Review: “Battlefield 1”
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“What follows is frontline combat. You are not expected to survive,” a title card says, seconds before the player is thrusted into the shoes of an American soldier in northern France during World War 1. The player has one impossible objective: hold the line. The German Empire’s desperate advance inevitably overwhelms the player and the soldier they control, regardless of how many enemies that go down with them. The game switches perspectives to another soldier further down the muddy allied defenses only to meet the same fate. The chapter concludes after an artillery barrage, with the two lone survivors of opposite allegiances aiming their rifles towards each other, only to lower them out of exhaustion from the battle that just concluded. “Battlefield 1” establishes its grim and gruesome tone before the player reaches the main menu.
While the majority of the first-person shooter genre suffers a sci-fi hangover, “Battlefield” developer Dice breaks new ground by exploring World War I, a conflict rarely portrayed in popular culture. World War I is a war without the cinematic heroes of World War II, such as Captain Miller from “Saving Private Ryan.” “Battlefield 1”’s campaign mode responds to the lack of heroism with “War Stories,” short episodes and narratives set across several fronts of the Great War such as northern Italy, the Ottoman Empire and northern France.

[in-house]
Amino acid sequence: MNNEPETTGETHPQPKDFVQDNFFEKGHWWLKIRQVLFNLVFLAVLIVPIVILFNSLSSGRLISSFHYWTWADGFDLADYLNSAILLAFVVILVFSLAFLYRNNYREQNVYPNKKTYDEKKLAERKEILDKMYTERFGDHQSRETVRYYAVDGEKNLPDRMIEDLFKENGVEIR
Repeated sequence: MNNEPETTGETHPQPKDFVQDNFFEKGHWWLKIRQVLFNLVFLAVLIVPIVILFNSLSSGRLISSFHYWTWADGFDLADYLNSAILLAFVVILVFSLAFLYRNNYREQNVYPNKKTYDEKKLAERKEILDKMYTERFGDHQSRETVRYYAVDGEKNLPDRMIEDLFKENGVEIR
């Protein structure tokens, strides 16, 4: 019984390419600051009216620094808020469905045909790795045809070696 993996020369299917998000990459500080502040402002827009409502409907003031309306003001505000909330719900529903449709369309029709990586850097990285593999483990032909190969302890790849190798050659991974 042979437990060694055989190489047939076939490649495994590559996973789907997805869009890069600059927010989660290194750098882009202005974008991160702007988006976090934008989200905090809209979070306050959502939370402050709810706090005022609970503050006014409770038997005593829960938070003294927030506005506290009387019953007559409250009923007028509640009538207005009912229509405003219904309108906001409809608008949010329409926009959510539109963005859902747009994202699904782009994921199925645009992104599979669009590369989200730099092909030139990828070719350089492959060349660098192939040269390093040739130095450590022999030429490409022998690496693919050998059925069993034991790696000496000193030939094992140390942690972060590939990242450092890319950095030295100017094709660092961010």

After playing three “War Stories,” I found each suffered from a lack of engaging storytelling. In the War Story “The Runner”, the player controls Frederick Bishop, a battle hardened Australian scout in the Gallipoli Peninsula. He is tailed by a young soldier that aspires to be just like him. Bishop becomes a father-like figure towards the overly-innocent soldier in the middle of warzone. The sudden relationship contradicted Bishop’s established character and made me feel disconnected from the story. Narrative aside, the short missions are fun while they lasted, like the mission where I defended London from several massive German zeppelins which rip and explode in a satisfying way. But all of these epic experiences lasted me a combined five hours and only made slight improvements on the typical “filler campaign” I expect from the series.
“Battlefield 1”’s multiplayer is the best online experience I’ve had this year. While past iterations like “Battlefield 4” lost focus on the series’s squad based objective gameplay in favor of flashy levels that looked good but were not fun to play, “Battlefield 1”’s multiplayer revives what made the franchise legendary. The showcased gamemode is “Operations”. A single match spans multiple levels which attempt to recreate historical battles, albeit with less “trench” and more “warfare”. My favorite “Operation”,“Kaiserschlacht”, tries to recreate the historic 1918 Spring Offensive. The battle begins by forcing the German Empire team to run through a “no-man’s land” while the British team tries to hold their defensive position. I found both sides enjoyable and the battle was very immersive. I was compelled to stick close to my squad mates as we moved through the trenches, artillery and machine gun fire raining down on both sides. Signature game modes like conquest and rush return, with the latter suffering low player populations presumably due to “Operations” being such a hit. While every game type feels solid, there is currently only six to choose from.